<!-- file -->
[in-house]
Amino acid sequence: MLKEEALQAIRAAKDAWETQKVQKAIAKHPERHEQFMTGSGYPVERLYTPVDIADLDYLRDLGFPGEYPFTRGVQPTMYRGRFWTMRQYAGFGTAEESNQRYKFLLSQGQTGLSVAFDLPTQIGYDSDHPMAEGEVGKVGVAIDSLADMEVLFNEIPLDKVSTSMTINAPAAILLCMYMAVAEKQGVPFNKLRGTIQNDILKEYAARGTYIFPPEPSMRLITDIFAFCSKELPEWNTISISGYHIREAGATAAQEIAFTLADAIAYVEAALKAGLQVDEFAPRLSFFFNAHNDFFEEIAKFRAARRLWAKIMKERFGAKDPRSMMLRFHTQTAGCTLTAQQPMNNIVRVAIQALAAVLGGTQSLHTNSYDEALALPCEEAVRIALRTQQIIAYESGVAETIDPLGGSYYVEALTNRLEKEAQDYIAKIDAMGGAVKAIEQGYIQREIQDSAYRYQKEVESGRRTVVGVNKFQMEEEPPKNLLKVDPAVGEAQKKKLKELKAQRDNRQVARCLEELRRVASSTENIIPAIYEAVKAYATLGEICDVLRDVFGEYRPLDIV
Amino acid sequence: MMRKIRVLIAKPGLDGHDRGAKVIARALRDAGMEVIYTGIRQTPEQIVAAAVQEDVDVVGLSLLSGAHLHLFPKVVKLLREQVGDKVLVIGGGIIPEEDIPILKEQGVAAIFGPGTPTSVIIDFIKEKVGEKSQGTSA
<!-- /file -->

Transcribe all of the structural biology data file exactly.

[in-house]
Amino acid sequence: MLKEEALQAIRAAKDAWETQKVQKAIAKHPERHEQFMTGSGYPVERLYTPVDIADLDYLRDLGFPGEYPFTRGVQPTMYRGRFWTMRQYAGFGTAEESNQRYKFLLSQGQTGLSVAFDLPTQIGYDSDHPMAEGEVGKVGVAIDSLADMEVLFNEIPLDKVSTSMTINAPAAILLCMYMAVAEKQGVPFNKLRGTIQNDILKEYAARGTYIFPPEPSMRLITDIFAFCSKELPEWNTISISGYHIREAGATAAQEIAFTLADAIAYVEAALKAGLQVDEFAPRLSFFFNAHNDFFEEIAKFRAARRLWAKIMKERFGAKDPRSMMLRFHTQTAGCTLTAQQPMNNIVRVAIQALAAVLGGTQSLHTNSYDEALALPCEEAVRIALRTQQIIAYESGVAETIDPLGGSYYVEALTNRLEKEAQDYIAKIDAMGGAVKAIEQGYIQREIQDSAYRYQKEVESGRRTVVGVNKFQMEEEPPKNLLKVDPAVGEAQKKKLKELKAQRDNRQVARCLEELRRVASSTENIIPAIYEAVKAYATLGEICDVLRDVFGEYRPLDIV
Amino acid sequence: MMRKIRVLIAKPGLDGHDRGAKVIARALRDAGMEVIYTGIRQTPEQIVAAAVQEDVDVVGLSLLSGAHLHLFPKVVKLLREQVGDKVLVIGGGIIPEEDIPILKEQGVAAIFGPGTPTSVIIDFIKEKVGEKSQGTSA